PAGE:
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Sandra Hale Schulman
Special to Indian Country Today

Growling bears. Stickball. Vivid patchwork clothing. Vibrant street art murals.

These disparate objects live together in the heart of the Everglades at the Seminole Tribe of Florida’s Ah-Tah-Thi-Ki Museum.

Filled with more than dusty artifacts, the compound is home to 180,000 unique items that bring Seminole history to life. And finally, after a shutdown of more than a year because of the COVID-19 pandemic, the museum opened its doors again on Monday, Feb. 14, with two new exhibits.

The new exhibits include a painting show by artist and writer Elgin Jumper and one dedicated to Buffalo Tiger, the first chief of the Miccosukee.

“We receive donations, stories and contributions from decades of tribal members that inform the collection,” said the museum’s new director, Gordon “Ollie” Wareham, Seminole. , “We invite the public to be part of the tribe’s history in the very spot where they reside. We put out folders of family history and allow members to research them and contribute.”


The museum is based on tribal lands that the Seminole’s have called home since creation, and where they hid out during the Seminole Wars of 1816, making them an undefeated tribe.

About an hour west of the East Coast in the town of Clewiston, the museum has a boardwalk that snakes around the back of the building where birds, a profusion of native plant life and an occasional bear can be seen. Across the street is a large field that is the site for annual arts festivals, though the last two years have been paused due to the pandemic.

The museum shut down from March 2020 to August 2021, then closed down again in late December 2021 because of the pandemic. During the interim, it shared objects with the American Heritage Gallery, at the front of the American Adventure Pavilion at Disney’s Epcot Center in Orlando, Florida.

An inside look

Wareham and James Patrick, head of exhibitions, gave Indian Country Today a behind-the-scenes tour of the upcoming exhibits as Jumper’s paintings were being prepared and framed for display in a large, climate-controlled vault.

The show will be exhibited in the Mosaic Gallery, and a short documentary, “Elgin Jumper’s Colorful Journey,” filmed and produced by Seminole Media Productions, will accompany the paintings.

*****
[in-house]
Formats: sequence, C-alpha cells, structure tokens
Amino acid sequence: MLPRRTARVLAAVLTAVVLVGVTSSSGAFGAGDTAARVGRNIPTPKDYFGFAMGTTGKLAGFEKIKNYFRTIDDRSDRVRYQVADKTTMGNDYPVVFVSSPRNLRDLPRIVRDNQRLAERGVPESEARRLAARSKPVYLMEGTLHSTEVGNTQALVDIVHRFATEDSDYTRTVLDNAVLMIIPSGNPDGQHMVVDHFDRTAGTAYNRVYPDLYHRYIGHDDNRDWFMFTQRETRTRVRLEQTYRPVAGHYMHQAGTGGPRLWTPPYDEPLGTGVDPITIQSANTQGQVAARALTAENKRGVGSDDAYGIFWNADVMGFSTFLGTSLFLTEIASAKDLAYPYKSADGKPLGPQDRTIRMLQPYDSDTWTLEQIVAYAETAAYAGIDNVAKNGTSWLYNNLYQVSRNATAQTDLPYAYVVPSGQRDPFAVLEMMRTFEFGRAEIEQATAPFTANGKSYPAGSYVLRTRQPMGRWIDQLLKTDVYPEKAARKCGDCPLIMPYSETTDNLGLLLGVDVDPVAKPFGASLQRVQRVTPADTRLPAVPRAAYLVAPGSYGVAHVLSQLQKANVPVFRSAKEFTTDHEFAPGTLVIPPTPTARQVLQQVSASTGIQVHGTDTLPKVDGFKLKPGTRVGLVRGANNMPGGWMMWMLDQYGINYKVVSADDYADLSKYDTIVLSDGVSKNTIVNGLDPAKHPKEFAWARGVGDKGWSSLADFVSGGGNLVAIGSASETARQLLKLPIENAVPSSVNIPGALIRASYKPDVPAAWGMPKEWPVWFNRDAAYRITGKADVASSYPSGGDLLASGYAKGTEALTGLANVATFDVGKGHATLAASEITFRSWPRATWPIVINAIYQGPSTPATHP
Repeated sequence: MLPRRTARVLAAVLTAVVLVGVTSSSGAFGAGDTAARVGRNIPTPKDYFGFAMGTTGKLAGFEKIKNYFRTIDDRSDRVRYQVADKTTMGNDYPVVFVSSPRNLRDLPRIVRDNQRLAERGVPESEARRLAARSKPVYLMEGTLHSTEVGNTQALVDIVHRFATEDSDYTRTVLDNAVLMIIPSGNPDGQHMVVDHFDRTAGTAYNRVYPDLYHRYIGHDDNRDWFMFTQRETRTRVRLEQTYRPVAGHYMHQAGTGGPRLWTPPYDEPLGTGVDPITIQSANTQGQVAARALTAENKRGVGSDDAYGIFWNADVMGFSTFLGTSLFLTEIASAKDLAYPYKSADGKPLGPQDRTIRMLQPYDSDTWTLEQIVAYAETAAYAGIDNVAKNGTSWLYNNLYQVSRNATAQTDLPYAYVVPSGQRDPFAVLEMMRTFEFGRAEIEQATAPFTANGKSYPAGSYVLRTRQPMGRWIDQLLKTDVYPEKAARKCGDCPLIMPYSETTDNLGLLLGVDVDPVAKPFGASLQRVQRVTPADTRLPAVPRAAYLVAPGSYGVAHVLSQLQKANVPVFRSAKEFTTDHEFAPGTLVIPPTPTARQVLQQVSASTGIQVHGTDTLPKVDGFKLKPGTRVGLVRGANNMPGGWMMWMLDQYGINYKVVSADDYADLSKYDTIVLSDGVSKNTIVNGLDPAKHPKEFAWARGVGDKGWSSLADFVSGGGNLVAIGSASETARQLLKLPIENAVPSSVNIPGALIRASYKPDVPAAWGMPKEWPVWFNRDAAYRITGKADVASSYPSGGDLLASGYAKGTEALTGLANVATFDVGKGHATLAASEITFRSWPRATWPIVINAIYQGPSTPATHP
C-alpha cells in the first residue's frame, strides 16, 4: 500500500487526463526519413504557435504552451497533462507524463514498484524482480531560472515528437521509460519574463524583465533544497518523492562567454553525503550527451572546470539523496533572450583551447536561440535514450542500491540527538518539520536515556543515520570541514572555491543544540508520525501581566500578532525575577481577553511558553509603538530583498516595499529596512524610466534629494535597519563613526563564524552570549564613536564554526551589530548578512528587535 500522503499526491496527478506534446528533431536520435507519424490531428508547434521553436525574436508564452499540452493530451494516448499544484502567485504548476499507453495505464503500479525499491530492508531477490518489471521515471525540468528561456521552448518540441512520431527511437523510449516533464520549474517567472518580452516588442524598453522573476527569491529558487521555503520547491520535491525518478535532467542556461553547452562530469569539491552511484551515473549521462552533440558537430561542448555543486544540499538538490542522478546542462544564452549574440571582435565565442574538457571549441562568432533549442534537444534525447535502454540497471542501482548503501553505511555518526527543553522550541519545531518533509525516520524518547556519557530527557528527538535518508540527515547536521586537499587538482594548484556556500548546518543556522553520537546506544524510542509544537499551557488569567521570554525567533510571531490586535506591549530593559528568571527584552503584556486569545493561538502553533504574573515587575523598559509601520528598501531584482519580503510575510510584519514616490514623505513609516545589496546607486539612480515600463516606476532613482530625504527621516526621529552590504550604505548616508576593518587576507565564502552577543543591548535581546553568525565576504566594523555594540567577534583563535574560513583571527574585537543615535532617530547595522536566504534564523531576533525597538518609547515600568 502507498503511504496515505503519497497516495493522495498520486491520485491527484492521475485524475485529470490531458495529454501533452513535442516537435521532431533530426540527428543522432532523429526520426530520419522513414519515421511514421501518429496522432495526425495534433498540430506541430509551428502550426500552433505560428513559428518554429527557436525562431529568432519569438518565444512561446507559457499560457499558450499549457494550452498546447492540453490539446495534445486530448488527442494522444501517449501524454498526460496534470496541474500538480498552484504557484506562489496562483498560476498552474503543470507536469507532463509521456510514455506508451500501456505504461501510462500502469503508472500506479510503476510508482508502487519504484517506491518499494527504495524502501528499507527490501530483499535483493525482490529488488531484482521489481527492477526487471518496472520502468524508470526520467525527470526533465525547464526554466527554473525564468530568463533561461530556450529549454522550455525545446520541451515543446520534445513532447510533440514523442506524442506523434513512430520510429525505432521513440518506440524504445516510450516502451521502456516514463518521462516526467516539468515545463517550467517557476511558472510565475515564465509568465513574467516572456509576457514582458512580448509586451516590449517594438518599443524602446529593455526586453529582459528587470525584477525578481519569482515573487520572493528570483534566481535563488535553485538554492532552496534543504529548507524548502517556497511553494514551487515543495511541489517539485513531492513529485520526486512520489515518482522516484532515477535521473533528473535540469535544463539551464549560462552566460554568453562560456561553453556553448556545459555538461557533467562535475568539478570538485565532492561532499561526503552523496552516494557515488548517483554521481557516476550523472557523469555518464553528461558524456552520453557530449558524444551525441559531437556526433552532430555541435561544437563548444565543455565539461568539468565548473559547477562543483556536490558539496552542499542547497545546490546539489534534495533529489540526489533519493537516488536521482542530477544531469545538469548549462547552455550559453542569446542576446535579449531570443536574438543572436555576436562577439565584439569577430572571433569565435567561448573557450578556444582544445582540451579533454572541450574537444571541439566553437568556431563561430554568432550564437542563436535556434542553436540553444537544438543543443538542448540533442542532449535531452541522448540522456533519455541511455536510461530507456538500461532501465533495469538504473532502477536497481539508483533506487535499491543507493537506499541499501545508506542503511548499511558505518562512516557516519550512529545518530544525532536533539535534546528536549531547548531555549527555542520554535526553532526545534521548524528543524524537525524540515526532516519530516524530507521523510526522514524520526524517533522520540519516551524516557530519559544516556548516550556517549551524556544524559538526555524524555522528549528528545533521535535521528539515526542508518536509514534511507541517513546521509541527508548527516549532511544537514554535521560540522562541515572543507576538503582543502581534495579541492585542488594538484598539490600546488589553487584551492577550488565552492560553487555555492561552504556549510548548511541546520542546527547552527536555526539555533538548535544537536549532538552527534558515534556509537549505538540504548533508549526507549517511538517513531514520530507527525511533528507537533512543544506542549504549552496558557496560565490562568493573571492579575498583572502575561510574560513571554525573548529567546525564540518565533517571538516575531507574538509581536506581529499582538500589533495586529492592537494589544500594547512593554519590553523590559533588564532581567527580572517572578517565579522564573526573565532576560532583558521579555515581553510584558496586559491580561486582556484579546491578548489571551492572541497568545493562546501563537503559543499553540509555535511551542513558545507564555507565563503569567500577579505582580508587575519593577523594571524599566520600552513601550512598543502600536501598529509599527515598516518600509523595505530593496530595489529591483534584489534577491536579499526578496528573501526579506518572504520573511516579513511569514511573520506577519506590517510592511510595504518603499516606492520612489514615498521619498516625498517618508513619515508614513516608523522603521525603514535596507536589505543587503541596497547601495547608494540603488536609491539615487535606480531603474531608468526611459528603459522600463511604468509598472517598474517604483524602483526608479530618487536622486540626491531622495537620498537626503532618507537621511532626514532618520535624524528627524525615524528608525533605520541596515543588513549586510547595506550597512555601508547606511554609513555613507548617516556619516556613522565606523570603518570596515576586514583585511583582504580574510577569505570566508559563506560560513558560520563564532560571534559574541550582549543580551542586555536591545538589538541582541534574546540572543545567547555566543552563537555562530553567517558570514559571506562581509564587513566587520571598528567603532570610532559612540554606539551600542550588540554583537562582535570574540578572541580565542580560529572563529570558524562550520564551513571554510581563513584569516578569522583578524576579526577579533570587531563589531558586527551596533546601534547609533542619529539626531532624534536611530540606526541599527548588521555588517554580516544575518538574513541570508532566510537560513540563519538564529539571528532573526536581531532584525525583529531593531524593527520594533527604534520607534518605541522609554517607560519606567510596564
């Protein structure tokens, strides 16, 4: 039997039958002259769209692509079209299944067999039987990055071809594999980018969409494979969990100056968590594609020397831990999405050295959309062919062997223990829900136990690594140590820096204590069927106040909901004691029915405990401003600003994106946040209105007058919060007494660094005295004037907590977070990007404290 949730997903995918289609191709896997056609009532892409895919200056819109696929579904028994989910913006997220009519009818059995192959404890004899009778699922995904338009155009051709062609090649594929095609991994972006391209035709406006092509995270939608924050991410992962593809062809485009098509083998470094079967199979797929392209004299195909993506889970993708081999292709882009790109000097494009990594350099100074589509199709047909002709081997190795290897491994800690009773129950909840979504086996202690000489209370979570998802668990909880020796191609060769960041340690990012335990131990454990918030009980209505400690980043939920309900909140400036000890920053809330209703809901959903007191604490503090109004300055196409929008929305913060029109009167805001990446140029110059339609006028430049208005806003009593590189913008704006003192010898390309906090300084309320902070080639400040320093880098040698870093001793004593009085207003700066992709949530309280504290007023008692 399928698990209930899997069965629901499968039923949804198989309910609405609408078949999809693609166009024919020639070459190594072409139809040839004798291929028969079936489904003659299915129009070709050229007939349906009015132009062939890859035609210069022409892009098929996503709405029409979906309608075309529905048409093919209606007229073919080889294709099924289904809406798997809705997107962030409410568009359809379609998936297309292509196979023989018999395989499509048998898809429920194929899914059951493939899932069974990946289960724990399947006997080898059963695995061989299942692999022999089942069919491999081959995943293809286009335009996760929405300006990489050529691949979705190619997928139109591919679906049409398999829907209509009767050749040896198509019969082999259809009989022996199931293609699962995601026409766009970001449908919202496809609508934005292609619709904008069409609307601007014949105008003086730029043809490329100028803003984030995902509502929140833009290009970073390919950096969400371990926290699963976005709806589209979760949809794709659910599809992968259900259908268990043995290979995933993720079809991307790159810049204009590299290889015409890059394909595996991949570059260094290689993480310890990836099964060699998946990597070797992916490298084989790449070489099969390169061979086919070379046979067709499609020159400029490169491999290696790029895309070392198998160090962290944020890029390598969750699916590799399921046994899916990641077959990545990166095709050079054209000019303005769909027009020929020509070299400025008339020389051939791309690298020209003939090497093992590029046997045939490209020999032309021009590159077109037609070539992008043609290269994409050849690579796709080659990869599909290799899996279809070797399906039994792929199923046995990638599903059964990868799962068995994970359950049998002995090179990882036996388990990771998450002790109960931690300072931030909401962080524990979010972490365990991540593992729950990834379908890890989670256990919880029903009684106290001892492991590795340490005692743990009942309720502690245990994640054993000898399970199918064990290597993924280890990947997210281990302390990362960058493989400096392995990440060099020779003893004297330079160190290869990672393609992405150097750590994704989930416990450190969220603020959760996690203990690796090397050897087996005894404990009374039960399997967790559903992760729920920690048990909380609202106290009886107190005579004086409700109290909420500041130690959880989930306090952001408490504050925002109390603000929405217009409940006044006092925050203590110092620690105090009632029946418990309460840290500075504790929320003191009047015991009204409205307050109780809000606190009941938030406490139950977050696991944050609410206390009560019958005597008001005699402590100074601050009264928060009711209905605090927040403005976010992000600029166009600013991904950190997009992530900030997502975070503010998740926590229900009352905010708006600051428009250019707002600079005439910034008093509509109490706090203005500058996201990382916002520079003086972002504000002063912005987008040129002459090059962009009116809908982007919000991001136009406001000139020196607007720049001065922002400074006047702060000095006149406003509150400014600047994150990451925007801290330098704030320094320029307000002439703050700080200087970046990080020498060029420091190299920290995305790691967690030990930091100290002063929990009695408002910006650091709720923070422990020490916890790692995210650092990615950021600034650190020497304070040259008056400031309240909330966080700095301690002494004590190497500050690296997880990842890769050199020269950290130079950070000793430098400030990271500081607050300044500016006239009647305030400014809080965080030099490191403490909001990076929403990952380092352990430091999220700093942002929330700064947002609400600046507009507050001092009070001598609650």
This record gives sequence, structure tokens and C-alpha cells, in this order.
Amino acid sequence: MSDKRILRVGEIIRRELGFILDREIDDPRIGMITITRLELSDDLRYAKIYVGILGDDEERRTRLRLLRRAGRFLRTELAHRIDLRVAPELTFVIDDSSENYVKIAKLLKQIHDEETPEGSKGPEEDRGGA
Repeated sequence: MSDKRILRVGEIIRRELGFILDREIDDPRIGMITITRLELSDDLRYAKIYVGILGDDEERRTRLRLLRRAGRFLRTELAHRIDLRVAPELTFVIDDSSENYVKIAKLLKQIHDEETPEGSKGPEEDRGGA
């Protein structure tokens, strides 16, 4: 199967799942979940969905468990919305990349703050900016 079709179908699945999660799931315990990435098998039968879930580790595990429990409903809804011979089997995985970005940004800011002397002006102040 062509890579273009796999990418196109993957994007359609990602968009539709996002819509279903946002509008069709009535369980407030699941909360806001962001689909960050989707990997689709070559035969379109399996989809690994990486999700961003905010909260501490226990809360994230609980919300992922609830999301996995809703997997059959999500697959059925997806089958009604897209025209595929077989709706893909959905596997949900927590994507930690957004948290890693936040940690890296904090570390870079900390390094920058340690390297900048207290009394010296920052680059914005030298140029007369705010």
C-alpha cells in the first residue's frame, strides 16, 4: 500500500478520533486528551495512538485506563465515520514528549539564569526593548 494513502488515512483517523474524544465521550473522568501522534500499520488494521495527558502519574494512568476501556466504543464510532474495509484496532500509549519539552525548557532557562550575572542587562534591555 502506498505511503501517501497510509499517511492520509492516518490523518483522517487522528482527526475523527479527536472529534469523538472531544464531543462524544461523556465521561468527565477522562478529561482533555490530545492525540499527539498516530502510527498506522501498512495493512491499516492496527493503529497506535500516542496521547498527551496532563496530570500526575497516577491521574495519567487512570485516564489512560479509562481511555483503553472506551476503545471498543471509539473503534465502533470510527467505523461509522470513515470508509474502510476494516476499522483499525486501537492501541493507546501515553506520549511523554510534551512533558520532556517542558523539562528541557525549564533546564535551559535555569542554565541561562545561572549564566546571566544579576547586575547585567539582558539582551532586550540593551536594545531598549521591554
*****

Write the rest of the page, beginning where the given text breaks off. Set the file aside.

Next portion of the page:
The film details his journey of healing through art, literally using a blank canvas, as a way to create “colorful, meaningful, purposeful painting,” he said in an interview with The Seminole Tribune.

Jumper has been drawing since he was 6 years old. His paintings are of reservation life and landscapes in the tribal community, with sunsets over the Everglades, warriors on horseback, chiefs in full dress featuring feathered head wraps and patchwork clothing.

Works by Seminole artist Elgin Jumper remained in storage at the Seminole Tribe of Florida's Ah-Tah-Thi-Ki Museum, which was closed for more than a year because of the pandemic. Jumper's works are among two new exhibits for the museum's reopening on Feb. 14, 2022. Museum director Gordon Wareham and archivist Laura Dello Russo look over the works during a tour of the closed facility in late 2021. (Photo by Sandra Hale Schulman for Indian Country Today)

Another new exhibit, in the Nook Gallery, will feature Buffalo Tiger’s history-making life. Tiger, who died in 2015, led the Miccosukee to federal recognition as a tribe in the 1950s.

It was a dramatic political move, after he became head of the tribe’s general council in 1957, that first captured the world’s attention.

After a major highway cut the Seminole reservation in half, Tiger learned the U.S. government was planning to phase out the Miccosukee tribe and give recognition only to the larger Seminole population.